Leaders of ethnically divided Cyprus were to discuss territorial trade-offs, a crucial juncture in peace talks aiming for a long-elusive reunification deal that may be put to a referendum this year.
For the first time in more than a decade, Greek and Turkish Cypriots plan to submit maps to the United Nations detailing their proposals on territorial boundaries between constituent states in a two-zone federation.
The strategically located island in the eastern Mediterranean was split after a Turkish invasion in 1974 triggered by a brief Greek-inspired coup.
In an effort to break a logjam in the decades-old conflict, Greek Cypriot leader and President Nicos Anastasiades and Turkish Cypriot leader Mustafa Akinci moved the current intensified round of peace talks – which began in 2015 – to Geneva.
Asked if the sides would be submitting maps, Anastasiades said: “I believe so …that’s the agreement.”
The island’s division has kept tension between Greece and Turkey alive and contributed to the hurdles facing Turkey’s ambitions of joining the European Union. Any adjustment would modify the existing ceasefire boundary splitting Cyprus east to west and possibly limit territory under Turkish Cypriot control from about 36 per cent to just under 30 per cent.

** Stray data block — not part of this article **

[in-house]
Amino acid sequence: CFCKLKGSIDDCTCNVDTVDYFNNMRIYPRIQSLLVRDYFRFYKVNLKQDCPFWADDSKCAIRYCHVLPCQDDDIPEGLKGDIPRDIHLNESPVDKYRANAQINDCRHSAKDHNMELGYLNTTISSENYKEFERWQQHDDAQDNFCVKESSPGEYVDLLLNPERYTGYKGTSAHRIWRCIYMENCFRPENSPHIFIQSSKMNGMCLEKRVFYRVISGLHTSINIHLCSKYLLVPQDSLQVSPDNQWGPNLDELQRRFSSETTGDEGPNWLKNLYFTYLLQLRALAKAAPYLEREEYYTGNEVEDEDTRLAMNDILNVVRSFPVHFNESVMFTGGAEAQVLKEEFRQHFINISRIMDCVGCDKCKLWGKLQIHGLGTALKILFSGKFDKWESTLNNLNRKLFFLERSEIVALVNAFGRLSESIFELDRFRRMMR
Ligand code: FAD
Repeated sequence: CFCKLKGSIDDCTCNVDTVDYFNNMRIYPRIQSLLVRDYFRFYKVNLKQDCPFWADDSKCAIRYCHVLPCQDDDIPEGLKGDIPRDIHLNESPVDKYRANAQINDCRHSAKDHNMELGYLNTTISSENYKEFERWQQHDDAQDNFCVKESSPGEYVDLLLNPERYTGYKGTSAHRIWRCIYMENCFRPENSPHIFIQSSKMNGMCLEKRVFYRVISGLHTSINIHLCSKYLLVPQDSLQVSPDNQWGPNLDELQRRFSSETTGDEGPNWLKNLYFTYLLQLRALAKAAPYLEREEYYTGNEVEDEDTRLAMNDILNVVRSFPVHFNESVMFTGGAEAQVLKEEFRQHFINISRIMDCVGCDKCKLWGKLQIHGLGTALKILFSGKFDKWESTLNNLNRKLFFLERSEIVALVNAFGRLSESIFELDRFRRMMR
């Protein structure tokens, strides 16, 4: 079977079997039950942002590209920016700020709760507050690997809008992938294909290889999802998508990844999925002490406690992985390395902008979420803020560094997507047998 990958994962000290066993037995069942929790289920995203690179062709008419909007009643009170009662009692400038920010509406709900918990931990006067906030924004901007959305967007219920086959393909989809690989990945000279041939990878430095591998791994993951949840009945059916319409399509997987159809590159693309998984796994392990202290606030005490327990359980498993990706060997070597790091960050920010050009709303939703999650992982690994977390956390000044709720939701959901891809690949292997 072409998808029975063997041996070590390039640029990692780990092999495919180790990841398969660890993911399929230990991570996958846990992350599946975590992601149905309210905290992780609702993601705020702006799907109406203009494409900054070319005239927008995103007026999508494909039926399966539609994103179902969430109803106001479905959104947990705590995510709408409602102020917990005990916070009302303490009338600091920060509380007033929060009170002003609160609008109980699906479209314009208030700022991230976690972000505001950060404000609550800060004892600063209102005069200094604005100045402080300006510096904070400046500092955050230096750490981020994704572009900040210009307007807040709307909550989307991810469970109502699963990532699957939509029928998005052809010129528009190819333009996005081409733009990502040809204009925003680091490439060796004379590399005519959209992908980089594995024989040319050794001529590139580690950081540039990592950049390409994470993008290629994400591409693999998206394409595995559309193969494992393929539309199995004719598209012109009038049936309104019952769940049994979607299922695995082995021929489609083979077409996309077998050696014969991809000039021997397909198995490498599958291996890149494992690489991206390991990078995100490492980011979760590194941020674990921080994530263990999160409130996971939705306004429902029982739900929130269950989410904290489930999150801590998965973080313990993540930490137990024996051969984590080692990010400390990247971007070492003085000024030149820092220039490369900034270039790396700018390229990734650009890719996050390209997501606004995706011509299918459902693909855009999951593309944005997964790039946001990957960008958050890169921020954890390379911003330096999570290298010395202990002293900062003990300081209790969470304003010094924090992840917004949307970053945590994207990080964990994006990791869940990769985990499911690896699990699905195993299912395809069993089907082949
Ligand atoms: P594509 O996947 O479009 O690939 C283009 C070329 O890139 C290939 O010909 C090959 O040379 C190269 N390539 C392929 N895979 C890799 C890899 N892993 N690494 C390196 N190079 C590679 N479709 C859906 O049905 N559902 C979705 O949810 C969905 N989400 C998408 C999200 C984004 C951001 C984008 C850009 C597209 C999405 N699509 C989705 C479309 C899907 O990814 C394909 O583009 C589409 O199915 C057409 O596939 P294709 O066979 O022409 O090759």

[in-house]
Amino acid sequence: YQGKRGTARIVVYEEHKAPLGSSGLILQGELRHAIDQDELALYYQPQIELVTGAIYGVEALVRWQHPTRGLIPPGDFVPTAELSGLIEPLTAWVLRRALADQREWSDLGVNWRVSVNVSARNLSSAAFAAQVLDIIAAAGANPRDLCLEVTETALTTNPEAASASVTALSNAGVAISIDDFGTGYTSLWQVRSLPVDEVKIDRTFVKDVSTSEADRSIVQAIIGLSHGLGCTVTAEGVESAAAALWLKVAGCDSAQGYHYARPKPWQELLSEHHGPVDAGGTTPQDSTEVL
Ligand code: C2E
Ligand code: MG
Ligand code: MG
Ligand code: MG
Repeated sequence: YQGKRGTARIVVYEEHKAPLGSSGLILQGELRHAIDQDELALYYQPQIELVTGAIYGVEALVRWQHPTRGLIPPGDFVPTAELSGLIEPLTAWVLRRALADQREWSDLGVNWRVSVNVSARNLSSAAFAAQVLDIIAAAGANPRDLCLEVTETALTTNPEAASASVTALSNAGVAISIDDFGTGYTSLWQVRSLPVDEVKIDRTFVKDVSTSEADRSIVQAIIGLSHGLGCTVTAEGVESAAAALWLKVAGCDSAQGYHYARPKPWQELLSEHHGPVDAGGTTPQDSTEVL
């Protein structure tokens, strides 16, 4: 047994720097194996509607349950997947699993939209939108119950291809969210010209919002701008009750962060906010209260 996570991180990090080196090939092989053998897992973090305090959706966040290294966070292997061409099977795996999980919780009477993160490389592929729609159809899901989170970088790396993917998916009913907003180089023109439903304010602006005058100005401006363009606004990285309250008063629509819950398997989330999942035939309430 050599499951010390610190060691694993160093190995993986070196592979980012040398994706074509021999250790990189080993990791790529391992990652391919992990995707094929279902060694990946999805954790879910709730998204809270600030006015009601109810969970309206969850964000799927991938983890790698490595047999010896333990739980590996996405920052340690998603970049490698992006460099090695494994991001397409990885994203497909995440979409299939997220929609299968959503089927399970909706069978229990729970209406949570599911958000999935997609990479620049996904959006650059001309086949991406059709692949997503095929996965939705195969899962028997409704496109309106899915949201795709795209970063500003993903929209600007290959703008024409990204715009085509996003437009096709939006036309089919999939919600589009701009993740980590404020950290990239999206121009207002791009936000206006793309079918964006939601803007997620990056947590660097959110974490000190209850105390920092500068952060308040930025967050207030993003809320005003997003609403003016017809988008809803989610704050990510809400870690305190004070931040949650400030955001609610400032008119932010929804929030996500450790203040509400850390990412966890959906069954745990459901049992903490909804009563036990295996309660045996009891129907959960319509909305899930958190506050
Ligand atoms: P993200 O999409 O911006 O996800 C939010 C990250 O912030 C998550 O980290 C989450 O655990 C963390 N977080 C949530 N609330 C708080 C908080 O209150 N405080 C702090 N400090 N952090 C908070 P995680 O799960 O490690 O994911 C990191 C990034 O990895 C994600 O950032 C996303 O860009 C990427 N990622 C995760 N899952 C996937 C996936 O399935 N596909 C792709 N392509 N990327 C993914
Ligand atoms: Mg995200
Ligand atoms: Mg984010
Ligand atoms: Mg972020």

Past peace negotiations have seen Turkish Cypriots propose maintaining a geographical area of 29.2 per cent, with Greek Cypriots countering it with 28.2 per cent.
“We would want the maximum amount of refugees returning to their homes under Greek Cypriot control,” said a Greek Cypriot official engaged in discussions.
The 1974 invasion uprooted 165,000 Greek Cypriots, while about 40,000 Turkish Cypriots were displaced in inter-communal violence in the 1960s and a population transfer in 1975. Among the talks in Geneva will be a meeting of representatives of Greece, Britain and Turkey on Thursday to discuss security issues that could govern a deal.
The three countries are guarantor powers of Cyprus, permitting intervention to restore constitutional order under a 1960 treaty forced on the former British colony for its independence.
The guarantors are likely to be represented by foreign ministers Boris Johnson of Britain, Mevlut Cavusoglu of Turkey and Nikos Kotzias of Greece.
Turkey has 30,000 troops in northern Cyprus. Their presence will be strongly contested by the Greek side, which says a deal is not possible without them pulling out.
European Commission President Jean-Claude Juncker said on Wednesday talks between the two sides of the ethnically divided Cyprus represented the “very last chance” to reunite the island, and hoped they would succeed. Juncker said the current talks were the “very last chance” to reunite the island.
“It’s risky, but when it’s about peace you have to take risks. When it’s about peace, those that take no risks are taking the greater risk,” he told a news conference in the Maltese capital.
“I think the time has come to reunite the island. The leaders of the two communities were doing an excellent job and I hope that we will be able to conclude in a positive way the Geneva talks tomorrow,” Juncker said.